In the face of incontrovertible evidence that houses had been razed to the ground by high explosives, the US military launched its own “investigation,” concluding that it was impossible to tell how many of the victims were Taliban and how many were civilians, but that in any case the reported death toll was “exaggerated.” The Pentagon also claimed that responsibility for killing any civilians lay with the Taliban, who supposedly used the villagers as “human shields.”
The bombing of civilian homes by an occupying power, even if insurgents are in the vicinity, is forbidden by international law and constitutes a war crime.
Moreover, Afghanistan’s principal human rights organization is investigating reports that US forces used white phosphorous shells in attacking the village as well as in previous strikes against civilian targets.
These incendiary munitions can be used to create smokescreens or as flares. As an anti-personnel weapon, however, they inflict death and horrendous injuries, sticking to the skin and burning the flesh to the bone.
The use of such weapons against civilian targets constitutes a war crime.
The Guardian quoted Dr. Mohammad Aref Jalali, who heads a burn center in Herat, where victims were taken. “One of the women who came here told us that 22 members of her family were totally burned,” he said. “She said a bomb distributed white powder that caught fire and then set people's clothes alight.”
These war crimes have been carried out by the Obama administration, which is now sending another 21,000 US troops into the Afghanistan war and planning to more than double the size of the US occupation force to 68,000 by 2010. The additional troops will mean more and greater such crimes.
Significantly, on Sunday former Vice President Dick Cheney, appearing on CBS television’s “Face the Nation,” voiced his agreement with Obama over Afghanistan, while predicting that the US military would remain “committed there for a long period of time.”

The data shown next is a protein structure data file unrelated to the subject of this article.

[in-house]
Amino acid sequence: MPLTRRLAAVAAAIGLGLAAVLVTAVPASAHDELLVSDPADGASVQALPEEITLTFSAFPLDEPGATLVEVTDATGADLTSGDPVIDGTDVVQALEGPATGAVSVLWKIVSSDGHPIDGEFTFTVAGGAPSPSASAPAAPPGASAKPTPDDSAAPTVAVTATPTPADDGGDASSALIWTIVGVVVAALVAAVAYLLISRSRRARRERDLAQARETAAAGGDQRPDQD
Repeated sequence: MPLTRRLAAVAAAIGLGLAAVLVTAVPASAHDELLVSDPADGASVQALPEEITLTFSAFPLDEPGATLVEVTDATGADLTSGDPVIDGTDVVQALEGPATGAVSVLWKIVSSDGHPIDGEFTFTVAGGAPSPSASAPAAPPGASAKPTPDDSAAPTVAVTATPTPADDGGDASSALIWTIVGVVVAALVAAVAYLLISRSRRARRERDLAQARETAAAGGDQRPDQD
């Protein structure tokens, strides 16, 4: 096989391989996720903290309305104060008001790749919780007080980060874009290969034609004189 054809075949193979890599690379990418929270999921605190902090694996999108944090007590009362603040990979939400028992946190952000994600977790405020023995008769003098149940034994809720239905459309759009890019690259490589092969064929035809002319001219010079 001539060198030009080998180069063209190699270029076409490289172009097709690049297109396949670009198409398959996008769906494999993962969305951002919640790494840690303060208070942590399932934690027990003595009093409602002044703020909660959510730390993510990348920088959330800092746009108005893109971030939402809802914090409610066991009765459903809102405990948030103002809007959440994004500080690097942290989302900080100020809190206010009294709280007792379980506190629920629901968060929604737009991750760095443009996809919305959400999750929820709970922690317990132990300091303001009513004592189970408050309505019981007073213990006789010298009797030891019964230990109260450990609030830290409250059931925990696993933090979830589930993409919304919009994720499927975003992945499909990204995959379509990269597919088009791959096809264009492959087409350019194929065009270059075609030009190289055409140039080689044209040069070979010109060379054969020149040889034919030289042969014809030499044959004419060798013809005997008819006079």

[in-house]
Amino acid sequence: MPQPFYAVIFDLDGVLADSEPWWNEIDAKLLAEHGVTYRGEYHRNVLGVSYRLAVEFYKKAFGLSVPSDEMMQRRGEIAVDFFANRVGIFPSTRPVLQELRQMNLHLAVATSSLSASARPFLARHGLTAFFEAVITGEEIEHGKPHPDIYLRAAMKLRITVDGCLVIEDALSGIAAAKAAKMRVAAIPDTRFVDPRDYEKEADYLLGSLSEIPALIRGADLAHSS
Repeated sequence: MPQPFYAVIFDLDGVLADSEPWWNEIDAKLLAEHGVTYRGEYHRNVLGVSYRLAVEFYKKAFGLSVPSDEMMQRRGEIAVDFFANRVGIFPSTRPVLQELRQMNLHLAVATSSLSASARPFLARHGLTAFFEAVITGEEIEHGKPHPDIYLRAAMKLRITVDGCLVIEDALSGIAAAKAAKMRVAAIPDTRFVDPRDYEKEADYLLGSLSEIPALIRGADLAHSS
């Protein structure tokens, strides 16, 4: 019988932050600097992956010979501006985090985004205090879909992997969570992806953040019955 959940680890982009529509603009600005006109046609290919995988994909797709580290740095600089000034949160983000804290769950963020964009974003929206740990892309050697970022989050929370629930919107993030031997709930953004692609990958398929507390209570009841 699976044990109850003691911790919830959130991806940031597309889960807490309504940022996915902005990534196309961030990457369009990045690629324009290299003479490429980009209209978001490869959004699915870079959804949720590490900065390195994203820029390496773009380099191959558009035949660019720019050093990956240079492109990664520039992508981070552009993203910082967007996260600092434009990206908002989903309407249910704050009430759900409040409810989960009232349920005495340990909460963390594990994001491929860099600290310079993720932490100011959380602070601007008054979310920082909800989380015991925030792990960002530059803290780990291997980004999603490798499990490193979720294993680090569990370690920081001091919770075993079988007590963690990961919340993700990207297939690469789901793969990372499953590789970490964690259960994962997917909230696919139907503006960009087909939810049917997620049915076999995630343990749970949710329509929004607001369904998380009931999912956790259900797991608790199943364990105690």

“I was glad to see President Obama commit additional troops to Afghanistan,” said Cheney “I think we need to do whatever we have to do there to be able to prevail. Air strikes are an important part of it. And a lot of times, the air strikes do generate controversy.”
Despite the bitter partisan campaign that Cheney is waging against the Democrats, he felt compelled to voice these words of solidarity—from one war criminal to another.
Behind Obama’s promises of “change” and appeals during the election campaign to popular antiwar sentiments, his administration is continuing and escalating the aggressive wars initiated under Bush for domination of the oil-rich and strategic regions of Central Asia and the Persian Gulf.
For its part, Congress is preparing to approve another $96 billion supplemental appropriations bill that will fund these two wars through September. Meanwhile, the mass media largely parrots the line of the administration and has treated the recent atrocities in Afghanistan with studied indifference.
This consensus within the political establishment in support of the US war in Afghanistan stands in stark contrast to the hostility to war among masses of American working people. The Obama administration’s ongoing “surge” is the clearest demonstration that the struggle against war cannot be waged by the election of or pressure upon Democrats, but requires the independent mobilization of the working class against the capitalist profit system that gives rise to militarism.
Bill Van Auken